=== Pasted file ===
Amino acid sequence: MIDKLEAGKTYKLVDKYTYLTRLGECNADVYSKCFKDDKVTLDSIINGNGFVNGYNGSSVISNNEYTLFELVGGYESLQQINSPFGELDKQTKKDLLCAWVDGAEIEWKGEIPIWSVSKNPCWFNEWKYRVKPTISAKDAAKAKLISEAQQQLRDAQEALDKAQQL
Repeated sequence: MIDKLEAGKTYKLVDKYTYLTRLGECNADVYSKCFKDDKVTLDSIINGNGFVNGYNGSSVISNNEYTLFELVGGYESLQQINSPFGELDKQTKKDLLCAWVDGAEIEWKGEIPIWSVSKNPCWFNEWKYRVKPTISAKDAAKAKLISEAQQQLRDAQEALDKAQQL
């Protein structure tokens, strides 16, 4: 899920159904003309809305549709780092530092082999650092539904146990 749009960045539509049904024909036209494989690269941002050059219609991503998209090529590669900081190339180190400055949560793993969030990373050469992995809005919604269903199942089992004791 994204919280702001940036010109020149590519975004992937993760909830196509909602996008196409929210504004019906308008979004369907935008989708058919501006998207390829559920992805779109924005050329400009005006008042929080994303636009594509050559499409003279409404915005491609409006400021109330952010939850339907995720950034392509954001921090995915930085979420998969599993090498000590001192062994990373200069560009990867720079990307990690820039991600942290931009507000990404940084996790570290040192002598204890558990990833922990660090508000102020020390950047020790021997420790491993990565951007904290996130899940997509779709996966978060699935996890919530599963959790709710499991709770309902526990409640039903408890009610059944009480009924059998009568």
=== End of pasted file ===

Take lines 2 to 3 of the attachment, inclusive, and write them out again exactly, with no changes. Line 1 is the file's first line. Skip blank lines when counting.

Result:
Repeated sequence: MIDKLEAGKTYKLVDKYTYLTRLGECNADVYSKCFKDDKVTLDSIINGNGFVNGYNGSSVISNNEYTLFELVGGYESLQQINSPFGELDKQTKKDLLCAWVDGAEIEWKGEIPIWSVSKNPCWFNEWKYRVKPTISAKDAAKAKLISEAQQQLRDAQEALDKAQQL
């Protein structure tokens, strides 16, 4: 899920159904003309809305549709780092530092082999650092539904146990 749009960045539509049904024909036209494989690269941002050059219609991503998209090529590669900081190339180190400055949560793993969030990373050469992995809005919604269903199942089992004791 994204919280702001940036010109020149590519975004992937993760909830196509909602996008196409929210504004019906308008979004369907935008989708058919501006998207390829559920992805779109924005050329400009005006008042929080994303636009594509050559499409003279409404915005491609409006400021109330952010939850339907995720950034392509954001921090995915930085979420998969599993090498000590001192062994990373200069560009990867720079990307990690820039991600942290931009507000990404940084996790570290040192002598204890558990990833922990660090508000102020020390950047020790021997420790491993990565951007904290996130899940997509779709996966978060699935996890919530599963959790709710499991709770309902526990409640039903408890009610059944009480009924059998009568």